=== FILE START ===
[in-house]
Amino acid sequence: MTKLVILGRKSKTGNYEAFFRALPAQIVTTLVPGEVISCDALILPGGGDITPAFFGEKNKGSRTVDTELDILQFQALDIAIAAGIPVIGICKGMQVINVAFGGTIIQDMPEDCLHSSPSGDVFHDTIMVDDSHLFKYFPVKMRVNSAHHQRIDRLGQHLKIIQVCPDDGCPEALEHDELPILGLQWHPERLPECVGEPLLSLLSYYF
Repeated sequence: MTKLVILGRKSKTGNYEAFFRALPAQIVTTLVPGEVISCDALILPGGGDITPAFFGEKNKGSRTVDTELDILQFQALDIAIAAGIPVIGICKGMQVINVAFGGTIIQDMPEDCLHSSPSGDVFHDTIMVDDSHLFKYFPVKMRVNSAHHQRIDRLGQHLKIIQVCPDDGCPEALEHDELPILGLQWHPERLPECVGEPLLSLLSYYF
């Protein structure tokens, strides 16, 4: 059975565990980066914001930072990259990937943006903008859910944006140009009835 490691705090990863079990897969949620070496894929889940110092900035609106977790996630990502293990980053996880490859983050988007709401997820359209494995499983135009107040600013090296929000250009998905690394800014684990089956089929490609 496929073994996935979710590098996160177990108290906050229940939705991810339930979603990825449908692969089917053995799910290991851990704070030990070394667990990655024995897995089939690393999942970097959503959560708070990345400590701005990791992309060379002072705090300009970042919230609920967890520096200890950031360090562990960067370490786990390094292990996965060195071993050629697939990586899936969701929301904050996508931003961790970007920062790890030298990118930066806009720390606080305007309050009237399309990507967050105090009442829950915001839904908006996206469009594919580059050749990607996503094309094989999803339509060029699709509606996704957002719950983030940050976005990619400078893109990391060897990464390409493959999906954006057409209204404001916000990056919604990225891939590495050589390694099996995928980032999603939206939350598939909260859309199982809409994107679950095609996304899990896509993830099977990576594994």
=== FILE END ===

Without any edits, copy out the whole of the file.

[in-house]
Amino acid sequence: MTKLVILGRKSKTGNYEAFFRALPAQIVTTLVPGEVISCDALILPGGGDITPAFFGEKNKGSRTVDTELDILQFQALDIAIAAGIPVIGICKGMQVINVAFGGTIIQDMPEDCLHSSPSGDVFHDTIMVDDSHLFKYFPVKMRVNSAHHQRIDRLGQHLKIIQVCPDDGCPEALEHDELPILGLQWHPERLPECVGEPLLSLLSYYF
Repeated sequence: MTKLVILGRKSKTGNYEAFFRALPAQIVTTLVPGEVISCDALILPGGGDITPAFFGEKNKGSRTVDTELDILQFQALDIAIAAGIPVIGICKGMQVINVAFGGTIIQDMPEDCLHSSPSGDVFHDTIMVDDSHLFKYFPVKMRVNSAHHQRIDRLGQHLKIIQVCPDDGCPEALEHDELPILGLQWHPERLPECVGEPLLSLLSYYF
């Protein structure tokens, strides 16, 4: 059975565990980066914001930072990259990937943006903008859910944006140009009835 490691705090990863079990897969949620070496894929889940110092900035609106977790996630990502293990980053996880490859983050988007709401997820359209494995499983135009107040600013090296929000250009998905690394800014684990089956089929490609 496929073994996935979710590098996160177990108290906050229940939705991810339930979603990825449908692969089917053995799910290991851990704070030990070394667990990655024995897995089939690393999942970097959503959560708070990345400590701005990791992309060379002072705090300009970042919230609920967890520096200890950031360090562990960067370490786990390094292990996965060195071993050629697939990586899936969701929301904050996508931003961790970007920062790890030298990118930066806009720390606080305007309050009237399309990507967050105090009442829950915001839904908006996206469009594919580059050749990607996503094309094989999803339509060029699709509606996704957002719950983030940050976005990619400078893109990391060897990464390409493959999906954006057409209204404001916000990056919604990225891939590495050589390694099996995928980032999603939206939350598939909260859309199982809409994107679950095609996304899990896509993830099977990576594994």